The plan of U.S. President Donald Trump to hike tariffs on imports and the risk of a global tit-for-tat trade war is hitting South Korea and Japan’s steel manufacturers.
Mills in South Korea, the third largest steel supplier to the U.S., went down. Posco also fell 3.3 percent, while Hyundai Steel Co. decreased 3 percent in Seoul.
Meanwhile, Japanese producers have resumed the sell-off that started on Thursday as the news about the tariffs broke, with Kobe Steel Ltd. losing 3.4 percent and Nippon Steel & Sumitomo Metal Corp. fell 3.9 percent.
According to U.S. President Donald Trump, the U.S. will impose tariffs of 25 percent on imported steel and 10 percent on aluminum for “a long period of time.”
“People have no idea how badly our country has been treated by other countries,” Trump stated. “They’ve destroyed the steel industry, they’ve destroyed the aluminum industry, and other industries, frankly.”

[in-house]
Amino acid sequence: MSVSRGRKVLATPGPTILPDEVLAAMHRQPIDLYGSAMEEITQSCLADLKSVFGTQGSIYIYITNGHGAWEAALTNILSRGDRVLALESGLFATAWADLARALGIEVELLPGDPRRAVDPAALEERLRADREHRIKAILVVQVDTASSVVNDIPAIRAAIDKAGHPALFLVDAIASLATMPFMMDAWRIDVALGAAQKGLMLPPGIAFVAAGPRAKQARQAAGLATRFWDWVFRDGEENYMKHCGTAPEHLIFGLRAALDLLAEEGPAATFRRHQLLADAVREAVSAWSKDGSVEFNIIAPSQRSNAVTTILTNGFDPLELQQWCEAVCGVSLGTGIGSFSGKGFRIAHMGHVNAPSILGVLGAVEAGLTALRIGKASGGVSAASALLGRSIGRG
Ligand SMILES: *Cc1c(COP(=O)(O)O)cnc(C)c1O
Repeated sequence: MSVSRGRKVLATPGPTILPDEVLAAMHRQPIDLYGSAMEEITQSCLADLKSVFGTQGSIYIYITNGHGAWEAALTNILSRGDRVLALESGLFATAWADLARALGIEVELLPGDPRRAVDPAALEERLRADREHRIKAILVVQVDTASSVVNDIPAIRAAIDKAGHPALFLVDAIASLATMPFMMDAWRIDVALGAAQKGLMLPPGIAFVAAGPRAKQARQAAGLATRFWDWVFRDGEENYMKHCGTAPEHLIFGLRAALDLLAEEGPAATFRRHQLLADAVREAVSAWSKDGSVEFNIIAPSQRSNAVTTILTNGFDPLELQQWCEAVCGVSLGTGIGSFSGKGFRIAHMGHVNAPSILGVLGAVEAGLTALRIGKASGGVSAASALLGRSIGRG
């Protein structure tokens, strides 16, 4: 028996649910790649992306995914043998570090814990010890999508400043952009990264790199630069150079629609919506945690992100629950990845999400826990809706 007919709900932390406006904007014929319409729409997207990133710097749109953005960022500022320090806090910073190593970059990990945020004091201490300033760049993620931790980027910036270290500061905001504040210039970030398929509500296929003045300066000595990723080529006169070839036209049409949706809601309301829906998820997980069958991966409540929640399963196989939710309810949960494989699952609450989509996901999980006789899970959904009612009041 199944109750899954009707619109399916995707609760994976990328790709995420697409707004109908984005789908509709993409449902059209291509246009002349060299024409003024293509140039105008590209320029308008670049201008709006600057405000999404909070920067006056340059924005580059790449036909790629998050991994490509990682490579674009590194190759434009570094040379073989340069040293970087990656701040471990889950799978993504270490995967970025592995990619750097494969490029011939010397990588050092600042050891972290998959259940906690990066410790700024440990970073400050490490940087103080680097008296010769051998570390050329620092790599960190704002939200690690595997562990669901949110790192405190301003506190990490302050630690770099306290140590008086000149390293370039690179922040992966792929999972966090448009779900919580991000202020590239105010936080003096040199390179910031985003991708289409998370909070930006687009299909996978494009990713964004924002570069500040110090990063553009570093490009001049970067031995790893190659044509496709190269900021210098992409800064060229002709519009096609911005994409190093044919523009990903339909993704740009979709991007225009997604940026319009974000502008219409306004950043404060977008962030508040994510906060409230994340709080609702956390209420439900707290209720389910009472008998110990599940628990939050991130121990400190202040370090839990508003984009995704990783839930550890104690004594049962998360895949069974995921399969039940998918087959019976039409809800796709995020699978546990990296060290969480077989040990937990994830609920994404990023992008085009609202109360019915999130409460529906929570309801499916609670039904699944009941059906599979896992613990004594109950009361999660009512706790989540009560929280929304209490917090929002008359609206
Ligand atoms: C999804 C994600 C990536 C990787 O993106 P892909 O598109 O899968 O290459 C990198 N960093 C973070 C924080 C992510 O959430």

Trump has made no secret about of his move to protect American interests against foreign markets. However, the risk that other nations will retaliate is stimulating concern that the key export markets will be shut off to the producers around the globe.
“The planned tariffs raise risks of an all-out trade war, which could dampen economic growth and weigh on the sector,” stated Australia & New Zealand Banking Group.
On the other hand, stocks went down in response to the potential tariffs. Meanwhile, the drop in the industrial sector is outpacing the overall market. The shares of American automakers, all large consumers of steel and aluminum, have declined as well.
Trump’s Tariffs to Impact Automakers
The auto industry is warning that the U.S. sales might drop continuously. This is because of Trump’s tariffs that he plans to slap on steel and aluminum imports.
According to Toyota Motor, the decision of the administration will “adversely impact” automakers.
Trade groups representing automakers tried to warn the administration of unintended consequences before Trump announced his plans on Thursday.
“These proposed tariffs on steel and aluminum imports couldn’t come at a worse time,” said the president of the American International Automobile Dealers Association, Cody Lusk.
“Auto sales have flattened in recent months, and manufacturers are not prepared to absorb a sharp increase in the cost to build cars and trucks in America.”
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